Eherer A. Am J Gastroenterol. 2012; 107:372-378.
The use of breathing exercises to train the diaphragm improved gastroesophageal reflux disease quality of life in patients with non-erosive gastroesophageal reflux disease or healed esophagitis.
The prospective, randomized, controlled study included 19 patients, of which 10 entered into an active breathing training program and nine served as controls.
Factors evaluated included quality of life (QOL), pH measurements and on-demand proton pump inhibitor usage after 4 weeks. Following the initial trial period, controls also underwent breathing training. Both groups were asked to continue the exercises along with acid-suppressant therapy, with a follow-up after 9 months.
Results indicated that after 4 weeks, the training group had a decrease in the time of pH,4 from 9.1 to 4.7 (P,.05). No significant changes were observed in the control group. QOL scores were also improved within the training group, from 13.4 to 10.8 (P,.01) without significant changes in controls.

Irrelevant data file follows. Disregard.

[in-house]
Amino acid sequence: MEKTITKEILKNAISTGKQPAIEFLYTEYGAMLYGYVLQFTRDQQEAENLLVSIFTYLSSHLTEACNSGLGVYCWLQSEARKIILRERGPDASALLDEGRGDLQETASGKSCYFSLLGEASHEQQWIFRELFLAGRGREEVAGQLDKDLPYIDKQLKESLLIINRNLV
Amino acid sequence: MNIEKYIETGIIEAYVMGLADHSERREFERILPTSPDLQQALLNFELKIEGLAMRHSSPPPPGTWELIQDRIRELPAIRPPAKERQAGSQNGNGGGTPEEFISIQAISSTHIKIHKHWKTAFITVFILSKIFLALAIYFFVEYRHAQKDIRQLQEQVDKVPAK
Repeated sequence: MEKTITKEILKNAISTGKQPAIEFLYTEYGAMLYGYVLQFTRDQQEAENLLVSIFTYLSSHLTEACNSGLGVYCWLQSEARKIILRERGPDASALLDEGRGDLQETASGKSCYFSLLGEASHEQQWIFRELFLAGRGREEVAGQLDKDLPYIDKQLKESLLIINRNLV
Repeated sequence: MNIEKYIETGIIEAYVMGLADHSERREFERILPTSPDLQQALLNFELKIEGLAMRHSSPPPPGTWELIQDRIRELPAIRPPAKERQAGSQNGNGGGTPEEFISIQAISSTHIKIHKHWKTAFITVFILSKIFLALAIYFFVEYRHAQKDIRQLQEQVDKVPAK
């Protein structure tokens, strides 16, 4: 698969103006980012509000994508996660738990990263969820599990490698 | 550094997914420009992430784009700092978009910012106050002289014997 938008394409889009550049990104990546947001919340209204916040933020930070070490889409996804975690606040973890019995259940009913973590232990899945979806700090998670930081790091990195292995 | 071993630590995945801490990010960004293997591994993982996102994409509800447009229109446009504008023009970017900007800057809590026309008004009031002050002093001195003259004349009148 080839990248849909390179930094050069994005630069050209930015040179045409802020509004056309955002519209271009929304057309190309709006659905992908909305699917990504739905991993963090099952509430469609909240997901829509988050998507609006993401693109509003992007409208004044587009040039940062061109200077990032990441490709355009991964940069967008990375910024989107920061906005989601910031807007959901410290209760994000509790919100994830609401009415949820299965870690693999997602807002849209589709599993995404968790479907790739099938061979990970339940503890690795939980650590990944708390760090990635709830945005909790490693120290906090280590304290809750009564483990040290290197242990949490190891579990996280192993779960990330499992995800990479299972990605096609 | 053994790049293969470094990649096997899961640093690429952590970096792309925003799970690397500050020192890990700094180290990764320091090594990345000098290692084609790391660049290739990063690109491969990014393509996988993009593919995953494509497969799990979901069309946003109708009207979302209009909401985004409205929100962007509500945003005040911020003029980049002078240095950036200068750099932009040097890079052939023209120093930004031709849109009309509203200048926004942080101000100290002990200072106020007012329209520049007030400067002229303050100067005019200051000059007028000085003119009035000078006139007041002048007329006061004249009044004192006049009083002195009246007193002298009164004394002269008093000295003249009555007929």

The 11 patients who continued breathing exercises after the initial study period —six from the training group and five from the non-training group — showed a significant decrease in symptom scores after 9 months, from 15.1 to 9.7 (P,.05). Long-term participants also reported a decrease in proton pump inhibitor use, from 98 mg/week to 25 mg/week (P,.05), although no significant change in usage was noted within the initial 4-week time period. Patients who abandoned the breathing exercises experienced no significant change in proton pump inhibitor use.
“Lifestyle modifications, although commonly recommended, lack sufficient data to show objective improvement of reflux,” the researchers wrote. “To our knowledge, this is the first controlled study to show that a non-invasive, non-pharmacological intervention significantly improved pH-metry and reflux symptoms of [gastroesophageal reflux disease] patients.”
Disclosure: The researchers report no relevant financial disclosures.